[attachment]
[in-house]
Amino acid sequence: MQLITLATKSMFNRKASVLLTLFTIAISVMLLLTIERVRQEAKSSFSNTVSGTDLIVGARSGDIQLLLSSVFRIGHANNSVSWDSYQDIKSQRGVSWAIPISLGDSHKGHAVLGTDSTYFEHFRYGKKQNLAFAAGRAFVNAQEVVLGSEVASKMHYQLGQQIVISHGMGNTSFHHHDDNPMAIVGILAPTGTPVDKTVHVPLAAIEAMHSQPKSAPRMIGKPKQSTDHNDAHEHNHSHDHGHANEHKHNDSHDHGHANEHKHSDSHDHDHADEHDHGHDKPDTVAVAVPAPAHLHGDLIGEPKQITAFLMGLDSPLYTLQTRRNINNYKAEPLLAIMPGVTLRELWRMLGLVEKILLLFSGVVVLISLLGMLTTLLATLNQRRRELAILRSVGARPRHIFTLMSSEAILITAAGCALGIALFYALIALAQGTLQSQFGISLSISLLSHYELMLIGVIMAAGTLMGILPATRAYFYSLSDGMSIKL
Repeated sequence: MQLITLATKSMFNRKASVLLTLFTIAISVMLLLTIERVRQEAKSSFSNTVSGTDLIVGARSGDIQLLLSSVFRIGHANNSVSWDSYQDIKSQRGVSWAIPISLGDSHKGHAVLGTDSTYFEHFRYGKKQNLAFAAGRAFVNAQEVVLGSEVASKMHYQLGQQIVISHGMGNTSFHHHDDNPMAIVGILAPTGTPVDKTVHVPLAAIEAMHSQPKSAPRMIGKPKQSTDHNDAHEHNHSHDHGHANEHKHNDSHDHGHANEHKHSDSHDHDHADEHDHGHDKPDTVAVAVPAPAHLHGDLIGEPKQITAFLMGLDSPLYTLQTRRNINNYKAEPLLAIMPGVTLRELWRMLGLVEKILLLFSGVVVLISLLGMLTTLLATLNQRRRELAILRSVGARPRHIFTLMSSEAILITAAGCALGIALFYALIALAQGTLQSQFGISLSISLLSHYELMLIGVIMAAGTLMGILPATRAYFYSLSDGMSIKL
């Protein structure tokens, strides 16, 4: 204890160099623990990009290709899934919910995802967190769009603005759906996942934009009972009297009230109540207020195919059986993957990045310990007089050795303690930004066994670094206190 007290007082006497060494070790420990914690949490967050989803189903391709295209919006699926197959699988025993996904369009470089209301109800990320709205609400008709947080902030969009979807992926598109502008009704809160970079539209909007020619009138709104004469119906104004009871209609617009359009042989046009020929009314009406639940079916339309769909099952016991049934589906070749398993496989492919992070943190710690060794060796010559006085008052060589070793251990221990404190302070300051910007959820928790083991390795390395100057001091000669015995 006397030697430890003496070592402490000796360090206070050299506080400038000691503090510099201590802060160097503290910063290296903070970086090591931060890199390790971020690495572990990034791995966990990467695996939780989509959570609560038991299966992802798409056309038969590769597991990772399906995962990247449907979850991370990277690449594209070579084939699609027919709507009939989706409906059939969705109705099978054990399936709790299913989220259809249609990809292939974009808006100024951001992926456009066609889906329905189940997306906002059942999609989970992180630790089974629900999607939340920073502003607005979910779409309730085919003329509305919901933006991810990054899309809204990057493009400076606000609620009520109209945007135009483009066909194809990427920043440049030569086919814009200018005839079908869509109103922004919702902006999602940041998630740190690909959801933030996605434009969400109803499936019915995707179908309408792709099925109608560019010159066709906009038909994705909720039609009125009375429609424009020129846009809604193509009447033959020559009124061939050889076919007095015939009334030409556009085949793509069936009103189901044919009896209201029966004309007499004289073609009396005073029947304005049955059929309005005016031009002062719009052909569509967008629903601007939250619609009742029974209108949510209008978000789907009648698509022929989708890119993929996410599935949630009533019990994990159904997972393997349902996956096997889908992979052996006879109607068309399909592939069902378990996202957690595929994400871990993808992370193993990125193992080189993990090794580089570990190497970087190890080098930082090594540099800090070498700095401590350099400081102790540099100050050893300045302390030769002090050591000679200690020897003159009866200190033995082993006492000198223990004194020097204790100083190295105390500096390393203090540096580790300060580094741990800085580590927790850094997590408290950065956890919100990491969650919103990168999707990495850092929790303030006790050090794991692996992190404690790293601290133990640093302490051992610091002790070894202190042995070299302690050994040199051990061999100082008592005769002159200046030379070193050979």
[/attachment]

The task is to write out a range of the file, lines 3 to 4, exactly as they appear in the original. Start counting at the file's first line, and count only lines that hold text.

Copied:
Repeated sequence: MQLITLATKSMFNRKASVLLTLFTIAISVMLLLTIERVRQEAKSSFSNTVSGTDLIVGARSGDIQLLLSSVFRIGHANNSVSWDSYQDIKSQRGVSWAIPISLGDSHKGHAVLGTDSTYFEHFRYGKKQNLAFAAGRAFVNAQEVVLGSEVASKMHYQLGQQIVISHGMGNTSFHHHDDNPMAIVGILAPTGTPVDKTVHVPLAAIEAMHSQPKSAPRMIGKPKQSTDHNDAHEHNHSHDHGHANEHKHNDSHDHGHANEHKHSDSHDHDHADEHDHGHDKPDTVAVAVPAPAHLHGDLIGEPKQITAFLMGLDSPLYTLQTRRNINNYKAEPLLAIMPGVTLRELWRMLGLVEKILLLFSGVVVLISLLGMLTTLLATLNQRRRELAILRSVGARPRHIFTLMSSEAILITAAGCALGIALFYALIALAQGTLQSQFGISLSISLLSHYELMLIGVIMAAGTLMGILPATRAYFYSLSDGMSIKL
């Protein structure tokens, strides 16, 4: 204890160099623990990009290709899934919910995802967190769009603005759906996942934009009972009297009230109540207020195919059986993957990045310990007089050795303690930004066994670094206190 007290007082006497060494070790420990914690949490967050989803189903391709295209919006699926197959699988025993996904369009470089209301109800990320709205609400008709947080902030969009979807992926598109502008009704809160970079539209909007020619009138709104004469119906104004009871209609617009359009042989046009020929009314009406639940079916339309769909099952016991049934589906070749398993496989492919992070943190710690060794060796010559006085008052060589070793251990221990404190302070300051910007959820928790083991390795390395100057001091000669015995 006397030697430890003496070592402490000796360090206070050299506080400038000691503090510099201590802060160097503290910063290296903070970086090591931060890199390790971020690495572990990034791995966990990467695996939780989509959570609560038991299966992802798409056309038969590769597991990772399906995962990247449907979850991370990277690449594209070579084939699609027919709507009939989706409906059939969705109705099978054990399936709790299913989220259809249609990809292939974009808006100024951001992926456009066609889906329905189940997306906002059942999609989970992180630790089974629900999607939340920073502003607005979910779409309730085919003329509305919901933006991810990054899309809204990057493009400076606000609620009520109209945007135009483009066909194809990427920043440049030569086919814009200018005839079908869509109103922004919702902006999602940041998630740190690909959801933030996605434009969400109803499936019915995707179908309408792709099925109608560019010159066709906009038909994705909720039609009125009375429609424009020129846009809604193509009447033959020559009124061939050889076919007095015939009334030409556009085949793509069936009103189901044919009896209201029966004309007499004289073609009396005073029947304005049955059929309005005016031009002062719009052909569509967008629903601007939250619609009742029974209108949510209008978000789907009648698509022929989708890119993929996410599935949630009533019990994990159904997972393997349902996956096997889908992979052996006879109607068309399909592939069902378990996202957690595929994400871990993808992370193993990125193992080189993990090794580089570990190497970087190890080098930082090594540099800090070498700095401590350099400081102790540099100050050893300045302390030769002090050591000679200690020897003159009866200190033995082993006492000198223990004194020097204790100083190295105390500096390393203090540096580790300060580094741990800085580590927790850094997590408290950065956890919100990491969650919103990168999707990495850092929790303030006790050090794991692996992190404690790293601290133990640093302490051992610091002790070894202190042995070299302690050994040199051990061999100082008592005769002159200046030379070193050979």